Of the three watercolors, The Battery, Charleston, SC (1929) is unique in Hopper’s oeuvre, being the only watercolor the artist made of the location, itself an important historical site that housed forts used during the American Revolution and later an artillery battery of the civil war. It is one of three Civil War-themed watercolors he produced during his lifetime.

A unique piece: Hopper’s The Battery, Charleston, SC (1929), one of three watercolors Whitney sent to auction at Sotheby’s in May, is the only watercolor the artist ever made at the location and one of only three war-themed watercolors by him American civilian. © Heirs of Josephine Hopper

Red barn in the autumn landscape (1927), meanwhile, is one of some two dozen watercolors Hopper made in Vermont, where he and Jo spent several consecutive summers researching new landscapes to paint. Red barn in the autumn landscape is also one of his only barn paintings from the 1920s, a period in which barns became an important national symbol in American art. Nevertheless, according to a spokesperson for Whitney, the museum has “much stronger examples of Hopper’s work for the particular periods and subjects reflected in the alienated works, including two stronger paintings from Cobb’s Barns”.

This isn’t the first time the Whitney has come under scrutiny for its treatment of the Jo Hopper legacy. He also came under criticism for throwing away or donating to local hospitals the majority of works painted by Jo Hopper included in his bequest; today only one of his works is listed in the museum’s collection.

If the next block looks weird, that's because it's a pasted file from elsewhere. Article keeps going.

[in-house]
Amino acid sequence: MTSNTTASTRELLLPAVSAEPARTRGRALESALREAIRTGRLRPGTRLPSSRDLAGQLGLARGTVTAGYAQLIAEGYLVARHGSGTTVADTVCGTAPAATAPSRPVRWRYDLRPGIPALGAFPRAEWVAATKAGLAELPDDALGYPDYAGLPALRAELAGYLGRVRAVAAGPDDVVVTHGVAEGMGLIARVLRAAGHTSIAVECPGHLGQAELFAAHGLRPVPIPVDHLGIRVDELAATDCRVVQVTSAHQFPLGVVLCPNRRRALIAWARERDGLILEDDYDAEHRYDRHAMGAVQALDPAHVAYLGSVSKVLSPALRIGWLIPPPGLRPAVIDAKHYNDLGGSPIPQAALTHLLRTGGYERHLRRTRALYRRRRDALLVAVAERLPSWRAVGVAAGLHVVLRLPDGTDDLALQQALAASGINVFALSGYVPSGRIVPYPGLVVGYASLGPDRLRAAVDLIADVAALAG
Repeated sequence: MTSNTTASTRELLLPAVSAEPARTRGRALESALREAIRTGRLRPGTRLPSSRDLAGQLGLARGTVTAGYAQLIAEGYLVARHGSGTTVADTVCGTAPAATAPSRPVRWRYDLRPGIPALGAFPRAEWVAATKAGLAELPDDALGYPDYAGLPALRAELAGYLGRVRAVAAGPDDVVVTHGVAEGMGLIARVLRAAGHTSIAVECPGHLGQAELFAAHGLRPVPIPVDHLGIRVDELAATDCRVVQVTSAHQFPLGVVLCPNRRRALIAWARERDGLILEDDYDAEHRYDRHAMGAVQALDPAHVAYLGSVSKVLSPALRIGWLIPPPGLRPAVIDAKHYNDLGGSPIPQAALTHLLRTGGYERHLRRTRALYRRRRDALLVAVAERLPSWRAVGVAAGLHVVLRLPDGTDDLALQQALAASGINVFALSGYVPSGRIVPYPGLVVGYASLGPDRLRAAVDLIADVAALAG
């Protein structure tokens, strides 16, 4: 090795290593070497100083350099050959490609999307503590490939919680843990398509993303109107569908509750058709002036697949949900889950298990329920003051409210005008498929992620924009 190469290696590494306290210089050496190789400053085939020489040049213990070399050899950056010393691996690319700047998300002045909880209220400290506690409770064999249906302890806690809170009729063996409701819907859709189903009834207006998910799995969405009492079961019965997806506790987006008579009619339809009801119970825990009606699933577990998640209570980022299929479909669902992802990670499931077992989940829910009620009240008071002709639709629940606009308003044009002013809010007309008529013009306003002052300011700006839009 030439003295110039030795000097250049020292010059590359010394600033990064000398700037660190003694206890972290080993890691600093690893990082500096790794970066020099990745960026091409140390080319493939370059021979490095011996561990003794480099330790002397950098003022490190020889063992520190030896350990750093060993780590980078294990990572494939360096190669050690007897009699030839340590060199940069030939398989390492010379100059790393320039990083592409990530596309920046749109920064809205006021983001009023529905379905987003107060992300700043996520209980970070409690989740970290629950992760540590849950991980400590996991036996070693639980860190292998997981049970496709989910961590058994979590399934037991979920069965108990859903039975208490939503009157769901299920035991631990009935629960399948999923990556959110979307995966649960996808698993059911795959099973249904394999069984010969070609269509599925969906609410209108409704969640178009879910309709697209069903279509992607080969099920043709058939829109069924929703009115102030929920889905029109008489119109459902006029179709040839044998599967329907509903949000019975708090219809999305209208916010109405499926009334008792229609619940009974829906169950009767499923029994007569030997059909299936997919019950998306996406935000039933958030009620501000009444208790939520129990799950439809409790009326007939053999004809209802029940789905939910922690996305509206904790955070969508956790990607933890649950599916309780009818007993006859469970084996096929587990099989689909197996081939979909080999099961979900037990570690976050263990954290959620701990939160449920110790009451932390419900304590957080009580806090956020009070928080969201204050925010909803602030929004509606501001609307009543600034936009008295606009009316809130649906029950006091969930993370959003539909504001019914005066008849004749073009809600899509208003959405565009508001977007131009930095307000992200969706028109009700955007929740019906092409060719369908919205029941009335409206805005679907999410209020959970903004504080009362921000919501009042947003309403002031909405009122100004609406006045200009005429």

Write for the New York Times in 1971, the eminent American art critic Hilton Kramer questioned the Whitneys’ decision to “keep only a certain part of the Hopper bequest for its permanent collection”, and predicted that the rest would gradually be “put up for sale on the open market…to prevent the (high) price of Hoppers from taking a precipitous decline”. He called “what the Whitney himself describes as ‘the most significant bequest of an American artist’s work to a museum'” as “a kind of fund-raising project”.

In 2020, at the height of the coronavirus pandemic, the Association of Art Museum Directors relaxed its regulations on the disposition of works from US museums to allow profits to be used for the “direct care” of their permanent collections. . Previously, the guidelines required that revenue generated from the sale of artwork be spent on additional artwork purchases.

At the time, Whitney manager Adam Weinberg told industry newsletter The Baer Faxt he was ‘open’ to the idea of ​​disposal and the museum was undergoing a ‘three-year review’ of the collection.

However, in 2013 the Whitney had already consigned two Hopper watercolors to the bequest, including Eastham Church (1948), for sale at Sotheby’s with an estimate of $2-3 million. The work failed to find a buyer and was re-auctioned in 2016 with a lower estimate of $600,000 to $800,000. It once again failed to sell and was bought out.

Carlsen says this auction season in New York – which also sees two Hoppers offered from the Paul G. Allen collection at Christie’s on May 11 – will be the first “major moment” for the Hopper market since Whitney’s exposure. “Cobb’s barn is in its peak period,” she says. “It will definitely attract attention in the market.”